We know major chords make us feel happy, and minor chords make us feel sad. But beyond that, there is so much more to the composition of a song; it's a careful construction that can conjure up a variety of emotions, from anxiety to exuberance. So this episode, we're diving into the theory behind the songs we love and finding out what makes them so good from a technical perspective.
We decided to do this topic after reading the following articles about music criticism and composition. Check them out:
- Daily Beast article chastising the nature of music criticism
- Slate article using music theory to deconstruct Katy Perry's Teenage Dream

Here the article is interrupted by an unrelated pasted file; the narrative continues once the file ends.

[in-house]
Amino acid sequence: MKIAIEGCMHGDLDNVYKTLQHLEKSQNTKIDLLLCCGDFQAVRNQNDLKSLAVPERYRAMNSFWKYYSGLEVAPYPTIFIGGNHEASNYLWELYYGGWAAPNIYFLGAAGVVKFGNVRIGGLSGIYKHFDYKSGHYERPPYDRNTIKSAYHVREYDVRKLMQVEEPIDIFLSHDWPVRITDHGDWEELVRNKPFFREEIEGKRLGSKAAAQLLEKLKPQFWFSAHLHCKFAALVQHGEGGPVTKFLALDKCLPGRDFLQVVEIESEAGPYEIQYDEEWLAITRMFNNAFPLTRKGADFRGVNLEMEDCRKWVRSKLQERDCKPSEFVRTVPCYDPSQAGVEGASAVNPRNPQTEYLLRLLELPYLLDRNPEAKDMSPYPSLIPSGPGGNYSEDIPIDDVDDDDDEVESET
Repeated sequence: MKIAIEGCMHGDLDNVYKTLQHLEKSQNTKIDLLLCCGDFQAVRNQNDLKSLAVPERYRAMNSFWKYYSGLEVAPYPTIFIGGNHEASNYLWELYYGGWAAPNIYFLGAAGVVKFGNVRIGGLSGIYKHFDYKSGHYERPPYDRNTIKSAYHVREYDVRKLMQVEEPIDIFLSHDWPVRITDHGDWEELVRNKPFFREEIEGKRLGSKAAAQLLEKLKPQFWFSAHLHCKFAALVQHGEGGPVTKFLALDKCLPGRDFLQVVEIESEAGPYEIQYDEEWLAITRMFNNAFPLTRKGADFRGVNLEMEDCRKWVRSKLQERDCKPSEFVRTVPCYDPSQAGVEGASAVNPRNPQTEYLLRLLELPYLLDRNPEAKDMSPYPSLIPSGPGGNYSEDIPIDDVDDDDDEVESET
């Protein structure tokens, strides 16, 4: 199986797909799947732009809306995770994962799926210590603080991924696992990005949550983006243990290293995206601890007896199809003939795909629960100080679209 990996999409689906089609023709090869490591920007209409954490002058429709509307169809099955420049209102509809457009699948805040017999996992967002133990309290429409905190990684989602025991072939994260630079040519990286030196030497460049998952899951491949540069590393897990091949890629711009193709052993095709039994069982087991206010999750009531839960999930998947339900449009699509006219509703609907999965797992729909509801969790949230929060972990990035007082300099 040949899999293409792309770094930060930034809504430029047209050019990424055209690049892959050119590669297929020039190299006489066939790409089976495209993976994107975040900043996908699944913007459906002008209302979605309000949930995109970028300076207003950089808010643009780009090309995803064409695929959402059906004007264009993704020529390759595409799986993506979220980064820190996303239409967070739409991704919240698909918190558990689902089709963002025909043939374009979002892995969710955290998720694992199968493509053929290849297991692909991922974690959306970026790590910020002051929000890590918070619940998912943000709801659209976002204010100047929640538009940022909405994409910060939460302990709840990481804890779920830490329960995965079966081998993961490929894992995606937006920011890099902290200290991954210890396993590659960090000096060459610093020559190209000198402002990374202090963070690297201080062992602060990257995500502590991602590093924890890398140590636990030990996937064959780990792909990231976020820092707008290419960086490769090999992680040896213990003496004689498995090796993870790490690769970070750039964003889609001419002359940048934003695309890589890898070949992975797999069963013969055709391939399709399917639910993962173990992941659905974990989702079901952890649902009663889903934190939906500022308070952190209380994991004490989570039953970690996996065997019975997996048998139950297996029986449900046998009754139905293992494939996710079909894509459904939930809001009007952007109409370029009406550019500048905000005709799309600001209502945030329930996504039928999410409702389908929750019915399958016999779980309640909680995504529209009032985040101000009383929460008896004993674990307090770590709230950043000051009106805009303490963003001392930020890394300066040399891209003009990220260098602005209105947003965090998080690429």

- “Don't Play With Guns” -- Black Angels, Indigo Meadow
- “Blue Moon” -- Beck, Morning Phase
- “About to Die” -- Dirty Projectors, Swing Lo Magellan
- “Birthday Song” -- Frankie Cosmos, Zentropy
- “Water Me” -- FKA twigs, EP2
- “Broken Heart” -- Dr. Dog, B-Room
Funding for KQED Arts is provided by The William and Flora Hewlett Foundation.
Support is also provided by Yogen and Peggy Dalal, Diane B. Wilsey, the Kenneth Rainin Foundation, the John S. and James L. Knight Foundation, Helen Sarah Steyer, the William and Gretchen Kimball Fund, and the members of KQED